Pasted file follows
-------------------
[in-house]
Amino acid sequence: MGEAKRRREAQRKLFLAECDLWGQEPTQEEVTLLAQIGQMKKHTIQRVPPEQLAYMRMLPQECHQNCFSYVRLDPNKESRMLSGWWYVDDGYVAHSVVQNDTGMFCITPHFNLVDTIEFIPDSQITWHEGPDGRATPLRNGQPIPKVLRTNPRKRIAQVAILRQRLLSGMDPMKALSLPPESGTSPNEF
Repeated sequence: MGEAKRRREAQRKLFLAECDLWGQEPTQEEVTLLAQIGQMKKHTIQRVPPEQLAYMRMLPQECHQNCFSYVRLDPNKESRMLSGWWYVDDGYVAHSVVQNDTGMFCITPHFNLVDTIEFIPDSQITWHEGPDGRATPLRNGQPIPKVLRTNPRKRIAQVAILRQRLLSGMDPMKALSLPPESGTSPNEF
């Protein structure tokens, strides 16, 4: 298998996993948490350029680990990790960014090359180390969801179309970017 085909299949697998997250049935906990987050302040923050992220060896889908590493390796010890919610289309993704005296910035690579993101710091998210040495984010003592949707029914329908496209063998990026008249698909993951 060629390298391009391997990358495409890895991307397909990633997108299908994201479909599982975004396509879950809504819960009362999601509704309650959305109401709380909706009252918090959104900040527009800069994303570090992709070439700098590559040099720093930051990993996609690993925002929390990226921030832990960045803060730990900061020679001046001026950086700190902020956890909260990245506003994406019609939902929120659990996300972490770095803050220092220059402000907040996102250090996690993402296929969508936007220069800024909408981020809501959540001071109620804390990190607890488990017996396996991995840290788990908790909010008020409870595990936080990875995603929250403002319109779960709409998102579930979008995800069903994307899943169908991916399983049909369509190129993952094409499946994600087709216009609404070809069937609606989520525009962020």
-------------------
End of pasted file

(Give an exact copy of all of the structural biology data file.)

[in-house]
Amino acid sequence: MGEAKRRREAQRKLFLAECDLWGQEPTQEEVTLLAQIGQMKKHTIQRVPPEQLAYMRMLPQECHQNCFSYVRLDPNKESRMLSGWWYVDDGYVAHSVVQNDTGMFCITPHFNLVDTIEFIPDSQITWHEGPDGRATPLRNGQPIPKVLRTNPRKRIAQVAILRQRLLSGMDPMKALSLPPESGTSPNEF
Repeated sequence: MGEAKRRREAQRKLFLAECDLWGQEPTQEEVTLLAQIGQMKKHTIQRVPPEQLAYMRMLPQECHQNCFSYVRLDPNKESRMLSGWWYVDDGYVAHSVVQNDTGMFCITPHFNLVDTIEFIPDSQITWHEGPDGRATPLRNGQPIPKVLRTNPRKRIAQVAILRQRLLSGMDPMKALSLPPESGTSPNEF
């Protein structure tokens, strides 16, 4: 298998996993948490350029680990990790960014090359180390969801179309970017 085909299949697998997250049935906990987050302040923050992220060896889908590493390796010890919610289309993704005296910035690579993101710091998210040495984010003592949707029914329908496209063998990026008249698909993951 060629390298391009391997990358495409890895991307397909990633997108299908994201479909599982975004396509879950809504819960009362999601509704309650959305109401709380909706009252918090959104900040527009800069994303570090992709070439700098590559040099720093930051990993996609690993925002929390990226921030832990960045803060730990900061020679001046001026950086700190902020956890909260990245506003994406019609939902929120659990996300972490770095803050220092220059402000907040996102250090996690993402296929969508936007220069800024909408981020809501959540001071109620804390990190607890488990017996396996991995840290788990908790909010008020409870595990936080990875995603929250403002319109779960709409998102579930979008995800069903994307899943169908991916399983049909369509190129993952094409499946994600087709216009609404070809069937609606989520525009962020």